After a visit with his sons, Schillinger realizes he needs to get paroled. He convinces McManus to let him return to Em City with the condition that he leaves Beecher alone. Beecher comes out of the ...
With things wild in Em City, O'Reily begins a surprising affair. Zabitz asks Schillinger for protection from Keller--who tries to get into the rehab program to make amends with Sister Pete. Beecher ...
OZ chronicles the attempts of McManus (Terry Kinney) to keep control over the inmates of Em(erald) City as well as the drug trade and the violence. There have been many groups of inmates during the run of the show and not everybody makes it out alive. There's the gangstas (Adebisi, Wangler, Redding, Poet, Keene, Supreme Allah), Muslims (Said, Arif, Hamid Khan), Italians (Pancamo, Nappa, Schiebetta), bikers (Hoyt), Aryans (Schillinger, Robson, Mark Mack), Christians (Cloutier, Cudney), Latinos (Alvarez, Morales, Guerra, Hernandez), gays (Hanlon, Cramer) and a whole pile of others (the O'Riley brothers, Keller, Stanislovsky, etc.). And there's a great "everyman" character called Beecher who gives a good look at a normal man who made one tragic mistake. Besides the regular inmates, there's guest stars such as Method Man, Luke Perry, Master P, Treach, etc. and a bunch of prison staff doctors (Dr. Nathan), a nun/psychologist (Sister Peter Marie), a bunch of guards some honest, some crooked...Written by
Dean Winters (Ryan O'Reilly) and J.K. Simmons (Schillinger) both went on to be featured in insurance commercials: Winters as "Mayhem" the Allstate spokesman, and Simmons as the Farmers Insurance Professor. See more »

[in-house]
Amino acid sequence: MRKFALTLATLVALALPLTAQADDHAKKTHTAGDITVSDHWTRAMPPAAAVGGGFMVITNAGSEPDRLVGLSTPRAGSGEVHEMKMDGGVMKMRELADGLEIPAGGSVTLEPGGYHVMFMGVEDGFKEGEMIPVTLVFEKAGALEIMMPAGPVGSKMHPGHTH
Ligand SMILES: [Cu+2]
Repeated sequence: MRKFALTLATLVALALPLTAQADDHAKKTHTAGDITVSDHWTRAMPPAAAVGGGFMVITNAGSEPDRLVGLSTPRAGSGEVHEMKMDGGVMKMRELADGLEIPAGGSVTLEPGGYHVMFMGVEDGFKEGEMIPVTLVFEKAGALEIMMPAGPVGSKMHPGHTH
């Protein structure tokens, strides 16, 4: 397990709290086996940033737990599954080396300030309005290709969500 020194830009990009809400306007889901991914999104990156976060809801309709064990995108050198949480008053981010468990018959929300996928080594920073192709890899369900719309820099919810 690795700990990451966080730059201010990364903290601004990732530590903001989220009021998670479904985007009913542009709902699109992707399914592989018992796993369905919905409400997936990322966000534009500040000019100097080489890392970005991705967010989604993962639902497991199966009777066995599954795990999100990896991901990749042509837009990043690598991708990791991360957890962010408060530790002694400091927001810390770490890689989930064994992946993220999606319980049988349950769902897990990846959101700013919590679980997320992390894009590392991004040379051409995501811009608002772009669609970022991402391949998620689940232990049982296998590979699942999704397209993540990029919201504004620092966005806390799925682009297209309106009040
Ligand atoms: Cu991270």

Prisoners are often seen using knives and scissors as regular every day items (getting haircuts etc). Access to metal bladed instruments would not be allowed in any form without strict supervision. Every pair of scissors and every knife would accounted for at all times. See more »
Its influence will elevate the level of television drama for years to come.
The stature of this program must be measured in the context of its format. These are not feature films, but one hour dramas, no different in concept or constraint from countless other network counterparts. But, oh how different in result.
Oz is not for everyone. It is violent, lurid, obscene, profane and controversial. Oz us narrated dramatically by a "Greek Chorus" of inmates who make insightful observations not just about Oz, but applicable to the outside world as well. The talent, none of it marquee, is nonetheless the finest assembly of supporting actors an ensemble cast could hope for.
In order to keep ratings up, the stories sometimes veer into the unbelievable, but the grit and reality are never gone for long. Oz is also a bundle of irony. Although it deals with homosexuality with insight and objectivity in every episode, it just as often bristles with gratuitous homoerotic overtone. Despite the fact that it overflows with action and violence, it never mistakes kenesis for story.
Sometimes, Oz borders on, and crosses well into, genius. Its often surreal direction elevates otherwise base events to sublime levels. Music, pacing, convoluted story lines careening and intersecting in ways that are at the same time graceful and clumbsy, just like real life.
This is said to be the last season of Oz, and yet, only two seasons are on DVD. With constant reruns and each episode being aired about a dozen times a week, you may be tired of this jewel anyway, but its influence will elevate the level of television drama for years to come.
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